Carling Cup Preview. Newcastle United v Arsenal.

Young Guns set to be pushed to the side as Wenger goes in search of silverware.

As ever, Wenger’s third round Carling Cup team selection prompted a number of questions as his red-and-white charges prepared to face, and then sweep aside Spurs in a gripping North-London Derby. However this time such questions escaped the norm of ‘Who’s that?’ and ‘How do you say his name?’, such has been the case in previous years as Wenger habitually uses this competition to blood new talent, exemplified by a plethora of the current first-team. Instead fans begun to cautiously ask themselves whether Wenger has decided he is to have a proper crack at winning this trophy, something he has never truly committed to before, despite reaching 3 quarter finals, 3 semi-finals and a Final since 2004. As the boss makes early insinuations as to his line-up this evening, it looks as though the allure of a trophy may at last prove too tempting to a man with a trophy cabinet desperate for inhabitants.

Wenger’s inclusion of established and vital first-team players such as Laurent Koscielny, Samir Nasri, Andrei Arshavin and Marouane Chamakh in the previous round initiated the debate as to whether this decision was based on the nature of the opposition, or of the tournament itself. As the squad gear up for what’s sure to be a ferociously tricky encounter at St.James’ Park tonight, Wenger has revealed he will again be giving a start to the rehabilitating Koscielny, as well as Theo Walcott and Nicklas Bentnder, conceding his squad will be made up of 80% first-team players. A wise move it must be added, as although a Carling Cup triumph won’t individually quench the supporter’s thirst for a first trophy in 5 years, conventional wisdom states that a victory in this competition will be the first of many for a team thought by some to be on the verge of something special.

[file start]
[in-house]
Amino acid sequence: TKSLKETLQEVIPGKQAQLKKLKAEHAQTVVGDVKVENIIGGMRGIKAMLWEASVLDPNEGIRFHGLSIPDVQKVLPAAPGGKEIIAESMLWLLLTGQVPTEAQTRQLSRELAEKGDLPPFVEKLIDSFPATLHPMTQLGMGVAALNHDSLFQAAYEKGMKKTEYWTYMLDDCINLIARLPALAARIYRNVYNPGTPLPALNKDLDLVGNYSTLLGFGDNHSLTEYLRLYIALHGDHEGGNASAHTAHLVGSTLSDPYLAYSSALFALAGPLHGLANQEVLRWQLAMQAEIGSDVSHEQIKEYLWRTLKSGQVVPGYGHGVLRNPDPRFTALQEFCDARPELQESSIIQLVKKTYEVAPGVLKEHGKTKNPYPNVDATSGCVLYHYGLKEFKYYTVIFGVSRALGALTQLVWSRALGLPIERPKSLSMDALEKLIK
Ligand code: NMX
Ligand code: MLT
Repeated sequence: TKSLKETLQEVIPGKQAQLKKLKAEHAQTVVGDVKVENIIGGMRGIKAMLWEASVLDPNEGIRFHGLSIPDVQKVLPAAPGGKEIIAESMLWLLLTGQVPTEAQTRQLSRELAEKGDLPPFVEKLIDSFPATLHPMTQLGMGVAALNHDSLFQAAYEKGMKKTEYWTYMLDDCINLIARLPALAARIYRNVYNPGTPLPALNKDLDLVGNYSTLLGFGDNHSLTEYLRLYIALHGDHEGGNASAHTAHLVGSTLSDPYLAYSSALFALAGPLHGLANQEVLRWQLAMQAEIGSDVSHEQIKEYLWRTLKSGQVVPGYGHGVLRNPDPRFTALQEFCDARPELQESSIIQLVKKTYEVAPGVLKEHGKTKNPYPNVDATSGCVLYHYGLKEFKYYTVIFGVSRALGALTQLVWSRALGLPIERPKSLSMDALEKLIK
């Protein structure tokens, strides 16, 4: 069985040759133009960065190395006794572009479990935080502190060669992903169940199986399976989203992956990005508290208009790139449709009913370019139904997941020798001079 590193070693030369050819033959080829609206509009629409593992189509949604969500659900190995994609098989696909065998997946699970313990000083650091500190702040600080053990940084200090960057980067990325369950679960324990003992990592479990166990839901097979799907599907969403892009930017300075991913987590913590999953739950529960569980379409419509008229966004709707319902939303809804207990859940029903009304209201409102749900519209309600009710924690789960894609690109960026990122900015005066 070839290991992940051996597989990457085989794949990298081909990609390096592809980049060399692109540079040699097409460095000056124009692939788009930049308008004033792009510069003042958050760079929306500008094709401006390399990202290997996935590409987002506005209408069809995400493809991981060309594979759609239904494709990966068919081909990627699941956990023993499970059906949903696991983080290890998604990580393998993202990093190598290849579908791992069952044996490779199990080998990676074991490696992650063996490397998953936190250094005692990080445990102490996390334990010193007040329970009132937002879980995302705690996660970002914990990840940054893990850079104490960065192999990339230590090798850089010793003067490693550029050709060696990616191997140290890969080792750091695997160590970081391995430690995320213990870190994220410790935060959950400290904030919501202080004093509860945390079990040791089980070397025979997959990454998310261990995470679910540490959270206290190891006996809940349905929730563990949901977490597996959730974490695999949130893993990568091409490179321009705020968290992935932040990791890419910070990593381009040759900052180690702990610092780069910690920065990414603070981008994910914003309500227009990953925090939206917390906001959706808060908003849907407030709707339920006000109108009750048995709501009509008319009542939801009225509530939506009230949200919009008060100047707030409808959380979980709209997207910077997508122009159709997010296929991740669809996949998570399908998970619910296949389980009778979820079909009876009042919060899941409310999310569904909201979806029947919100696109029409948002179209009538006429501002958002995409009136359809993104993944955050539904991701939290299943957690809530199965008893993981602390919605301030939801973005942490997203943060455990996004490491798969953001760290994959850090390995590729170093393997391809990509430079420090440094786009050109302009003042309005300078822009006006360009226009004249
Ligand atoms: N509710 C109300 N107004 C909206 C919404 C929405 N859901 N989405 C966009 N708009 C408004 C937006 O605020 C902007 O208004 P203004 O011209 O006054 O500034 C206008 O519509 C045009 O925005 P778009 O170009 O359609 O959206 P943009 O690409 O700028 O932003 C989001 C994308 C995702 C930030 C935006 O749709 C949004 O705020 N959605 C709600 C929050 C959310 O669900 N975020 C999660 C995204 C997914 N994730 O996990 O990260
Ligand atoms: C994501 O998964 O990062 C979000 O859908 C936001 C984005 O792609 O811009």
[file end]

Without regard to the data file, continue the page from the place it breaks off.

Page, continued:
Afterall, this was the formula used by the Special One himself, as Jose Mourinho looked to instil a winning mentality in a team that had not one the league for 50 years when he joined Chelsea in June 2004. It was his task to turn Roman Abramovich’s roubles into trophies, a feat he achieved with aplomb as he followed up an early Carling Cup success with two more, along with an FA cup, Community Shield and two League titles in a 3 year trophy-laden stint. A popular school of thought is that it is this winning mentality that Arsenal are yet to fully acquire, an argument only bolstered by the team’s poor record against their title rivals in recent years, winning a puny 18% of ties against Chelsea, Manchester United and City since 2008.

A victory in this competition may well give the team the confidence and necessary savoir-faire needed to win the more prestigious awards, and with the final of this competition coming in February, such an eventuality would have a priceless effect towards the business end of Premier League, Champions League and FA Cup campaigns, three trophies Arsenal have consistently surrendered during the latter stages in recent years.

In their way stand a resilient Newcastle side, who have surprised few people by continuing their impressive form from last season, as they ambled to first-place in England’s second-tier, and smashing the 100 point barrier on their way. Newcastle will have no problem avoiding relegation this time around, with a strong and experienced squad garnished with an array of talented youth and all held in place by the astonishingly pragmatic Chris Houghton, for once Newcastle United have been able to abandon the media circus that has followed them in recent years. Although it is unlikely that the likes of Joey Barton, Kevin Nolan and the brilliant Andy Carroll will start tomorrow, a tough battle will surely ensue, with the Toon’s well-established yet slightly less intimidating Army able to create a cauldron-like atmosphere. Their victory at Chelsea in the previous round was not only a marvellous tie, but showed Newcastle’s ability to upset any audience, and it will take a high-quality performance from Arsenal to muscle their way into the next round. A tie that may have been regarded as akin to a reserve fixture in previous years now looks to be arguably the most important match of the season to date, with a potential trip to Wembley looming in four months’ time and far more than a small trophy up for grabs.


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